George III giltwood pier mirror

George III giltwood pier mirror

c. 1760 England

Offered by Mallett & Son (Antiques) Ltd

£93,000 gbp
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A magnificently carved giltwood pier mirror, the swan-neck pedimented cresting rail centered by a rocaille-carved cartouche above a circular mirror plate surrounded with a flower-head border, the long rectangular plate with rounded edges within foliate and rocaille-carved borders, both central plates flanked by shaped border mirror plates within foliate-carved C and S scrolled borders, the apron centered by a heart-shaped cartouche centered by a rocaille-carved spray. (Some later mirror plates)

This beautifully carved pier mirror with its use of flower head garlands throughout and whimsical elongated form is very similar to the designs of John Linnell of the 1750s and 1760s. The carving itself suggests a maker of great skill and the design demonstrates a sophisticated understanding of rococo forms. The form of the cresting and the carving of the flowers are very similar to those of a pier mirror and console table now in the H.M de Younge Museum, San Francisco (Hayward and P. Kirkham, William and John Linnell, New York, 1980, p. 106, fig. 204) An unusual mirror carved in a similar spirit can be found in Christopher Gilbert, Furniture at Temple Newsam House and Lotherton Hall, Volume I plate 266 and another in Wills, English Looking-glasses, plate 87, p. 98.

The flower-head wreathed element to the upper section of the mirror is seen in a number of designs for mirrors by Linnell including one of 1765 which depicts three pier mirrors, one of which is above a console, another is above a commode. (V&S E. 253 1929) (Ibid., p. 52, fig. 103)

The profile is very similar to another design for a pier glass circa 1755-60 which has a similarly broken swan-neck pedimented top with similar corners and multiple plates. (V&A E. 227 and 187) (Ibid, p. 94, fig. 180) The profile and circular upper plate and arched lower plate is most reminiscent of a design for a pier glass circa 1755-60 by Linnell which incorporates a basket cresting. (V&A E. 205 1929) (Ibid., p. 96, fig. 186) (fig. 1)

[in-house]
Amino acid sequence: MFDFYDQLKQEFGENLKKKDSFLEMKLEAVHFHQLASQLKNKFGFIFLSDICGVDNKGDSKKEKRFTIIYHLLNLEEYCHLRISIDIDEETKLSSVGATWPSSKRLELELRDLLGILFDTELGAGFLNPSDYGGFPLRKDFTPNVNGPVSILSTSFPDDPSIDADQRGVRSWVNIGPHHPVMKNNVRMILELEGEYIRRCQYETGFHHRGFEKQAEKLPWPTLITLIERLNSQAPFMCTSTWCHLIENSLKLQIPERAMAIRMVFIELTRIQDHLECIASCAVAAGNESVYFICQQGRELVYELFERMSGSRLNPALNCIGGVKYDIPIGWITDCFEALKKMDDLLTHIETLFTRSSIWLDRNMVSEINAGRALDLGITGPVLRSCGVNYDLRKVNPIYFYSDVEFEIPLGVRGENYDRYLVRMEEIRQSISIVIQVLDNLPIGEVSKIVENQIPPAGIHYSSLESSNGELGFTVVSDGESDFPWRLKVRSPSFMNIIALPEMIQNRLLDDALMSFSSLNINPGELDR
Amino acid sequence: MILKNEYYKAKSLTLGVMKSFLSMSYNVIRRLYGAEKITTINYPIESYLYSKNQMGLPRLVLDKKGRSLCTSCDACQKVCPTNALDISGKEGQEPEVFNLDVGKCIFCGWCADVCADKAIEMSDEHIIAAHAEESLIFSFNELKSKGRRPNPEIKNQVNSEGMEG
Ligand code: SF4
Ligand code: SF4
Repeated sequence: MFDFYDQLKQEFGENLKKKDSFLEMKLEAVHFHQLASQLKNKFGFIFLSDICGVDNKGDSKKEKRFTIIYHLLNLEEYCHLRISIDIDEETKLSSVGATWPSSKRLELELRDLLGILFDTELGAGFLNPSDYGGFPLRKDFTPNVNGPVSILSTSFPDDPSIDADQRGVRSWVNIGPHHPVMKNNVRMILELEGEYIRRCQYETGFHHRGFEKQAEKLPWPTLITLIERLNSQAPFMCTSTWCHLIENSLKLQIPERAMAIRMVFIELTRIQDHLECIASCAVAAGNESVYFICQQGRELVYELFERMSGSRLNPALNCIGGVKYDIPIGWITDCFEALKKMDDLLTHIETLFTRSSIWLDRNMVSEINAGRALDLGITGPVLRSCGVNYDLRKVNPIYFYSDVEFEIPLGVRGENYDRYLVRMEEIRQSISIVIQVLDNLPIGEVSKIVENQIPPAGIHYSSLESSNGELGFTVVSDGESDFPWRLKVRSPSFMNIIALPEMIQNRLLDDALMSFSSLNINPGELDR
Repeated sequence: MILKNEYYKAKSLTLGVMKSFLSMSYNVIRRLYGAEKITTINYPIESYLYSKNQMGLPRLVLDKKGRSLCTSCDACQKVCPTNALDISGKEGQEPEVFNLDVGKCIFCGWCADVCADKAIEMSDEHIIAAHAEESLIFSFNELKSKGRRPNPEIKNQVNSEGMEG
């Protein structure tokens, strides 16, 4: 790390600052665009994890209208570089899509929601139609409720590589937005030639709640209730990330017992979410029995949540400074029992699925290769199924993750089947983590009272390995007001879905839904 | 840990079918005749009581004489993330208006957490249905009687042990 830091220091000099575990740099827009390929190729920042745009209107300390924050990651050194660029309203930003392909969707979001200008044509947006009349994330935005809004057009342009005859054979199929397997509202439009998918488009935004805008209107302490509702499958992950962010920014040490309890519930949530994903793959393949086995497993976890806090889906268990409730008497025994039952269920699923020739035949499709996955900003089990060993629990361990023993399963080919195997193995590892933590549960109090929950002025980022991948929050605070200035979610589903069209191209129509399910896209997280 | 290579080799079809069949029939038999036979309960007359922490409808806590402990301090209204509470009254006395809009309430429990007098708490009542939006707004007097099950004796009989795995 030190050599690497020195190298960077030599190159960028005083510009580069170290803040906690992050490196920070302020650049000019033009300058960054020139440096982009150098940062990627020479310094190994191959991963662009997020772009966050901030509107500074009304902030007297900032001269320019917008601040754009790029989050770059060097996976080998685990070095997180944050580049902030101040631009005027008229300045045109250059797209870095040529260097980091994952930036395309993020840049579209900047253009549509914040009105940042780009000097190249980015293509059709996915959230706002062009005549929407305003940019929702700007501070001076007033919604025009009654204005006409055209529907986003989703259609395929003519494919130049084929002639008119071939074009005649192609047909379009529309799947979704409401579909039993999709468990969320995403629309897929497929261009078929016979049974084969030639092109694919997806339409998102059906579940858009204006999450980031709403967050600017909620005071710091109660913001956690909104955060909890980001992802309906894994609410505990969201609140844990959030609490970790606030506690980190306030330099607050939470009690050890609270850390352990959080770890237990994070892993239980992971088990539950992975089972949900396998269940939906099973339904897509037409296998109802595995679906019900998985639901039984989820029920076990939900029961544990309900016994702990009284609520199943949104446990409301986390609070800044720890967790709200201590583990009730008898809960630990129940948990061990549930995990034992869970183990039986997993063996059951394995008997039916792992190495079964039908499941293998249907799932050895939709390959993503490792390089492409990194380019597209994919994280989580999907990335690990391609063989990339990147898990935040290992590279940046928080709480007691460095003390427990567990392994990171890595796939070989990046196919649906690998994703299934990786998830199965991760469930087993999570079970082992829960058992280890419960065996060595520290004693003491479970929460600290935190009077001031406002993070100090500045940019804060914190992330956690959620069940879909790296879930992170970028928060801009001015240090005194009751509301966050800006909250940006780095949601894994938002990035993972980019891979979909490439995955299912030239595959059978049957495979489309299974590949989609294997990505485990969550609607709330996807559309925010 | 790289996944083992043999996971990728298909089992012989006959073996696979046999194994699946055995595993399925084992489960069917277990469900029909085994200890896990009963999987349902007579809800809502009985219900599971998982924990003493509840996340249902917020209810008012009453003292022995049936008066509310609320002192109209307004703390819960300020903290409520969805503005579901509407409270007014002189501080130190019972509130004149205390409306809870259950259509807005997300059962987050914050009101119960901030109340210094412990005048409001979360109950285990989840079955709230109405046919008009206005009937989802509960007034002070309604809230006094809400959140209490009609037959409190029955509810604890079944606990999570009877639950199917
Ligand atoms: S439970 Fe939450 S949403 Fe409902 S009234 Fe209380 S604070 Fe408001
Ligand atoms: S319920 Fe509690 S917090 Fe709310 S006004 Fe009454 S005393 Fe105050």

Earnshill was built for Francis Eyles, M.P for Devizes and Director of the South Sea Company prior to the South Sea bubble collapse in 1720, when Eyles lost 50% of his assets were sequestered and he was forbidden to hold any public office again. Collen Campbell has been suggested as the architect of the central block which was to be used primarily as a house for entertaining rather than a permanent residence. By 1758, his son sold the property to Richard Combe (1728-80), who was the son of Henry Combe 1685–1752), a linen draper and ship-owner involved in general merchanting and his mother, sole heiress of Thomas Chamberlain of Bristol, ‘a Virginia merchant’. After an unsuccessful bid for M.P. of Bristol, he became and M.P. for Ilchester in 1774 and held minor office in Lord North’s administration. Upon his acquisition of Earnshill, Combe built two long wings at right angles to the centre. The west wing contains residential accommodation and the east wing are offices and stables. Restoration records for work done on this mirror ordered by Mr. R. Combe of Earnshill have been identified and dated to 1872. At that time old wallpaper scraps were inserted to pad the borders.

Richard Combe (1728-80), for Earnshill House, Somerset
Thence by descent
‘Earnshill’, Country Life, October 13, 1960 and October 20, 1960
Height 60.00 inch (152.40 cm)
Width 31.00 inch (78.74 cm)
Stock Code
giltwood, mirror glass
Mallett & Son (Antiques) Ltd

Mallett & Son (Antiques) Ltd

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